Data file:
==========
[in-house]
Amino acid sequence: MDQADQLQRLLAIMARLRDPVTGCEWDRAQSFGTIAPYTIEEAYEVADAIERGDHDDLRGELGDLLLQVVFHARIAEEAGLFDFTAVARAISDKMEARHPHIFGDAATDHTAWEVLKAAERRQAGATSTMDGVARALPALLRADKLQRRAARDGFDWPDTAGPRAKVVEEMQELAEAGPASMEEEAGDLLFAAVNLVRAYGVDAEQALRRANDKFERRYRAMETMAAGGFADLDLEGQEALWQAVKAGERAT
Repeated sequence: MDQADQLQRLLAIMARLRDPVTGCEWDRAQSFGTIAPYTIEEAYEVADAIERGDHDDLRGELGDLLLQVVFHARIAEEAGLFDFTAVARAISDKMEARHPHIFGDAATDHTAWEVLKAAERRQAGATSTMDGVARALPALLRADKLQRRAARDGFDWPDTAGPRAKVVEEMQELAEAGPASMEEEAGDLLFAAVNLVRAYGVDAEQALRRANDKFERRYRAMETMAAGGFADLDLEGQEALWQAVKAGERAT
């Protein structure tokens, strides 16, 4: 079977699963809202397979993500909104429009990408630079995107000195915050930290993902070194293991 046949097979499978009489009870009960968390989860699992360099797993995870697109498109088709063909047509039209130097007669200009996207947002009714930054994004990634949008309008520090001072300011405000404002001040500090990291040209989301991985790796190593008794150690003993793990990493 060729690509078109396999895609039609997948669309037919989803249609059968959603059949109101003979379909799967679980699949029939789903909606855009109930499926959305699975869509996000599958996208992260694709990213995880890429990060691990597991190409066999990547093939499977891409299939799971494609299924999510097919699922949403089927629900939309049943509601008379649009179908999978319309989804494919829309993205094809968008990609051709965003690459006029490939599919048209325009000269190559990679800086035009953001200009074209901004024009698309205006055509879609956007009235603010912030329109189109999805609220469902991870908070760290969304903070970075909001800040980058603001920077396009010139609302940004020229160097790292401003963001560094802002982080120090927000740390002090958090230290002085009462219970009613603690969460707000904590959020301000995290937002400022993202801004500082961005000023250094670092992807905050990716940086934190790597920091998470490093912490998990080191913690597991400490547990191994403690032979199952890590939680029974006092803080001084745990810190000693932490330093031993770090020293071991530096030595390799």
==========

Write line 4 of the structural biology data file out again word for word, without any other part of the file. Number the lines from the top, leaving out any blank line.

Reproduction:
């Protein structure tokens, strides 16, 4: 079977699963809202397979993500909104429009990408630079995107000195915050930290993902070194293991 046949097979499978009489009870009960968390989860699992360099797993995870697109498109088709063909047509039209130097007669200009996207947002009714930054994004990634949008309008520090001072300011405000404002001040500090990291040209989301991985790796190593008794150690003993793990990493 060729690509078109396999895609039609997948669309037919989803249609059968959603059949109101003979379909799967679980699949029939789903909606855009109930499926959305699975869509996000599958996208992260694709990213995880890429990060691990597991190409066999990547093939499977891409299939799971494609299924999510097919699922949403089927629900939309049943509601008379649009179908999978319309989804494919829309993205094809968008990609051709965003690459006029490939599919048209325009000269190559990679800086035009953001200009074209901004024009698309205006055509879609956007009235603010912030329109189109999805609220469902991870908070760290969304903070970075909001800040980058603001920077396009010139609302940004020229160097790292401003963001560094802002982080120090927000740390002090958090230290002085009462219970009613603690969460707000904590959020301000995290937002400022993202801004500082961005000023250094670092992807905050990716940086934190790597920091998470490093912490998990080191913690597991400490547990191994403690032979199952890590939680029974006092803080001084745990810190000693932490330093031993770090020293071991530096030595390799």